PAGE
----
"I watched the FBI tapes and I didn't pick up on a direct, positive threat made," said Dan Daniels, who resigned as Polk County sheriff in 1987 after a grand jury described his policies as "disastrous" and his department as a "joke."

Several medals pinned to his NAAWP shirt glittered in the camera lights as he went on: "In America, there should be a legal right for someone to express their own opinion."

Hattie Hill, a black woman who has lived most of her 48 years in Lakeland, recalled times during the era of segregation when black people had to enter restaurants from the rear and cross the street to make room for any white people walking by.

"We're coming to the year 2000," she said, looking toward the Broomes with a mixture of anger and urgency clouding her face. "When will the madness end?"

As the show progressed, Springer raised a few good issues, asking if Broome's sentence was too harsh and chiding those who used one bad experience as an excuse for racism. But as he rushed from one audience member to another, barely allowing enough time for one to speak before another began, it quickly became obvious this debate wasn't moving beyond a surface level.

Had he spent a little more time researching the issue, Springer might have talked about Broome's attorney James McPherson, a former adviser to U.S. Senate candidate and ex-Ku Klux Klansman David Duke. He might have replayed the FBI videotape of Broome's actions, which showed him telling two black agents posing as a married couple he would "cause trouble" if they moved in.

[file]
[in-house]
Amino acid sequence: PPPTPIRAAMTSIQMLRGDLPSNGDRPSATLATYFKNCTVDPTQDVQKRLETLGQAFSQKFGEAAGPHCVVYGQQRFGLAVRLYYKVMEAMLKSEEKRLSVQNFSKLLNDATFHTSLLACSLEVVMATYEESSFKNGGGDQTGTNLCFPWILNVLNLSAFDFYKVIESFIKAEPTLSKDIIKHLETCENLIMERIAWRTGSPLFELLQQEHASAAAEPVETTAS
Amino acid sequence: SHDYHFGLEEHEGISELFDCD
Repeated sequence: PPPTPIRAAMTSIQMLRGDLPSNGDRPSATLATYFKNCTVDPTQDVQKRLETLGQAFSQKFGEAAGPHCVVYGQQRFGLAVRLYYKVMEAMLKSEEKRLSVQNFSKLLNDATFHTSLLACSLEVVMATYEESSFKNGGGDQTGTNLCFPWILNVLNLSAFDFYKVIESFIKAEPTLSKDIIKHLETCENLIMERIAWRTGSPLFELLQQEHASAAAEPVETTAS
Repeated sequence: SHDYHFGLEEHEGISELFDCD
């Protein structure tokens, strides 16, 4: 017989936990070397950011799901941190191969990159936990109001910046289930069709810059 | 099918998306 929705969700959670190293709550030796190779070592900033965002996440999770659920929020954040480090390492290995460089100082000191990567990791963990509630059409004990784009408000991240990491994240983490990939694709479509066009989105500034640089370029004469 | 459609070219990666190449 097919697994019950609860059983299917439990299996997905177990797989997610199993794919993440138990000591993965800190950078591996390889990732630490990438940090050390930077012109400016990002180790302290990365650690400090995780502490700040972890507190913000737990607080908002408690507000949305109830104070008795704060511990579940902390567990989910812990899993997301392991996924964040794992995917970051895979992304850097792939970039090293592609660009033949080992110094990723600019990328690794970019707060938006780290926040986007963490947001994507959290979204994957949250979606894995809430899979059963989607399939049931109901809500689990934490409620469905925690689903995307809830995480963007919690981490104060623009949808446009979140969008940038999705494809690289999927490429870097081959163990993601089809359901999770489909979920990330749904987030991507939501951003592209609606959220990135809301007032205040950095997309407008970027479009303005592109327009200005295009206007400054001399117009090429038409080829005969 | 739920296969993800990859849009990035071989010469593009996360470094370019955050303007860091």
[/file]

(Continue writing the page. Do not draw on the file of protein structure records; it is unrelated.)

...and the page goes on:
He might have discussed the history of racial tension in Polk County, sometimes known as Imperial Polk County, which boasts a town, Mulberry, named for what was its lynching tree. It also boasts one of only five NAAWP chapters in the state.

Perhaps these issues will be covered in separate interviews with the Broomes and Watkins that Springer's crew filmed earlier. They've set no air date for the show, which will blend footage from the interviews and Thursday's town meeting.

Broome himself struck the same conciliatory tone he has advanced since his sentencing in January _ which in addition to the prison term included $9,500 in restitution to the Watkins _ expressing sorrow for his actions and denouncing the racist comments of many supporters in the audience.

Broome's wife, Linda, said her husband lost his temper because of their experiences living in another neighborhood where black people threatened and cursed her. She did not see the stereotyping in assuming the same thing might happen if any black people moved near their current home.

"We have to sell our house and our business is going under," said Linda Broome, who says the couple's carpet-laying business lost a major account when a black store executive contracted another firm after Broome's conviction. "Is this worth us losing everything?"

In a game like this, it seems, the best sound bite wins _ and Broome provided a zinger that closed out Springer's taping with a bang.

"If I'm such a criminal, how come the people who burned and looted St. Petersburg got love, compassion and $20-million to do it all over again?" he asked.

Springer didn't answer; he headed for the door.

_ Information from Times wires was used in this report.